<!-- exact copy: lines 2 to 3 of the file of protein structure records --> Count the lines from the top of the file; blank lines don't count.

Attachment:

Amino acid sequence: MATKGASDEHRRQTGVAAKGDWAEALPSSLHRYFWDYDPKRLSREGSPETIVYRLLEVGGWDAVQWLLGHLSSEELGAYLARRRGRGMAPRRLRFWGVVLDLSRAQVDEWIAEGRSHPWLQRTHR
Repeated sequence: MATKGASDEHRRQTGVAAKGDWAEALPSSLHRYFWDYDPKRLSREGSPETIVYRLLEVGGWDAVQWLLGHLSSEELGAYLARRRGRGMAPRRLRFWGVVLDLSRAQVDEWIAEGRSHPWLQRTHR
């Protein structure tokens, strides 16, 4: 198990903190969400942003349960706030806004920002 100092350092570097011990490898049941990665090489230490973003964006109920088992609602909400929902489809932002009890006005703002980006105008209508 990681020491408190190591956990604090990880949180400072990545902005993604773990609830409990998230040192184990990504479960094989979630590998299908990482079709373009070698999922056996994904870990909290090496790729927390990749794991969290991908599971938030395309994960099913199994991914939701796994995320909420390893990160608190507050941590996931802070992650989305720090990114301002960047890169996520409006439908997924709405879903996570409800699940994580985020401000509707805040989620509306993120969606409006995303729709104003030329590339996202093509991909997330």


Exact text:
Repeated sequence: MATKGASDEHRRQTGVAAKGDWAEALPSSLHRYFWDYDPKRLSREGSPETIVYRLLEVGGWDAVQWLLGHLSSEELGAYLARRRGRGMAPRRLRFWGVVLDLSRAQVDEWIAEGRSHPWLQRTHR
């Protein structure tokens, strides 16, 4: 198990903190969400942003349960706030806004920002 100092350092570097011990490898049941990665090489230490973003964006109920088992609602909400929902489809932002009890006005703002980006105008209508 990681020491408190190591956990604090990880949180400072990545902005993604773990609830409990998230040192184990990504479960094989979630590998299908990482079709373009070698999922056996994904870990909290090496790729927390990749794991969290991908599971938030395309994960099913199994991914939701796994995320909420390893990160608190507050941590996931802070992650989305720090990114301002960047890169996520409006439908997924709405879903996570409800699940994580985020401000509707805040989620509306993120969606409006995303729709104003030329590339996202093509991909997330």